Cuba: a survival guide
A trip to Cuba has been in my to-do list forever. The first ever guide I bought was a thick book with all kinds of warnings and how to’s. Scarce to non-existent internet made it almost impossible to book anything in advance and all practicalities such as money changing, accommodation or food seemed to be a complicated affair. Needless to say, I was a little put off at the time, it seemed like too much work and I didn’t even know where to start. Nevertheless, I had this trip at the back of my mind for nearly a decade and this year I just had to cross it off my bucket list. Even if a trip to Cuba is nowadays less complicated than it used to be it’s always better to do extensive research before leaving so here is our own mini survival guide:
It seems that things in Cuba have become a little easier (for better or worse!) for independent travellers like us who will stay as far away from the resorts as possible. Casas particulares which were the only alternative to chain hotels and in the past would be booked through agencies or word of mouth, are now available in Airbnb. The prices might be a little inflated but we didn’t mind this that much as we opted for peace of mind instead of spontaneity.
If you are on a budget you will soon realise that Cuba is not a budget type of destination in the same sense that parts of Asia are. We paid well over 30$ for very very basic rooms in casas. It is possible, however, that some bartering can help and the prices are definitely not set in stone. For our accommodation, we used both Airbnb and a local agency, (our contact was Gretel from CubaBookingRoom.com) which was a great help. We also mixed it up and went for old colonial hostals, basic rooms in casas, an eco-hotel and an amazingly restored ex villa. You can read more on my 14 days in Cuba post. If you book through Airbnb here’s a link for you to save 25$ off your first booking: Aibnb 25$
You will need the local tourist currency called CUC to make your way around Cuba. Remember this is a cash friendly society so a credit card might not be easily accepted. As Europeans, we didn’t have any issues with currency. Our cards (both Visa and MasterCard) worked fine and we were able to withdraw CUC from ATMs all over Cuba and at the airport once we landed in Havana. With that in mind, do make sure that you notify your bank in advance. We didn’t do this, had our accounts blocked and ended up paying a fortune trying to sort this out over the phone. Transaction fees can be a pain and also many ATMs had a limit in notes they could supply. For peace of mind, it is recommended to have some cash at hand (both Euros and British pounds were accepted) and always exchange in Cadecas and not on the street. Lastly, make sure that you withdraw money whenever you see an ATM because they are not always available (or working!) in smaller cities. There is also the local currency called CUP which roughly translates to 24 CUP for 1 CUP. We didn’t use any CUP as we didn’t feel we needed it.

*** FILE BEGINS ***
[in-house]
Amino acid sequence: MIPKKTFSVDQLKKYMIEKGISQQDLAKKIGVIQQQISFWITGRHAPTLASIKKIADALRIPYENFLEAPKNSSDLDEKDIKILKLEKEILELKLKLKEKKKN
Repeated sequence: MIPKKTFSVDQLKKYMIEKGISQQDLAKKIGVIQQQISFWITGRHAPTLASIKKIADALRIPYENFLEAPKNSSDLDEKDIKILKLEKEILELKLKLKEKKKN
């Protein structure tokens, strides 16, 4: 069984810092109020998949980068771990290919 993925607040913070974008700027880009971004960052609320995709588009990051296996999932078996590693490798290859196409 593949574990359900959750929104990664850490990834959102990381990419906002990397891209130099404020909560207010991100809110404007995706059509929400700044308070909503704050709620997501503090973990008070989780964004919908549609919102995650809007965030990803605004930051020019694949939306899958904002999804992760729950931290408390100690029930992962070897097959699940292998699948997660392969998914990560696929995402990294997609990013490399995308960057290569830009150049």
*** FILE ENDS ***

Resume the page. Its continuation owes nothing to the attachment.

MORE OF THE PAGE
Transport in Cuba is not as hard as we thought. Hadn’t we been the laziest couple ever visiting the island we would have used Viazul but we opted instead for a colourful mix of taxis, either collective or private. Self-explanatory that the collective was a taxi we would share with other people going the same direction, both locals and travellers, and this means of transport turned out to be one of the best experiences in Cuba. We met so many great people and we had lots of fun. It may well be a huge brightly coloured Cadillac or a modest Lada, it can be a pimped up Hyundai with screens playing reggeton video clips (with a one-armed driver – yes this actually happened) or a more traditional taxi cab. The prices vary and they largely depend on who provides the taxi for you. Casa owners are always happy to suggest a friend of theirs and most hostals will know of someone. We paid 90$ from Havana to Varadero, 120$ from Varadero to Santa Clara, 50$ from Santa Clara to Trinidad, 60$ from Trinidad to Cienfuegos and then another 50$ from Cienfuegos to Havana.
If something has changed rapidly during the last few years in Cuba this is definitely food. It has not touched Thai or Mexican standards but it is much more imaginative and definitely more available than it used to be. We had amazing fresh fish in almost every city we visited but especially in Havana we had amazing pizza, great tapas and a mango Mohito I will never forget as long as I live. That being said it can be hit or miss so be prepared that even the restaurants featured in Lonely Planet or Tripadvisor can have really bad nights. What Cuba is seriously lacking is snacking. As weird as it sounds we found it extremely difficult to find something to eat on the go like a simple sandwich or some kind of an energy bar. We did the mistake of not bringing anything with us and we regretted it more often than not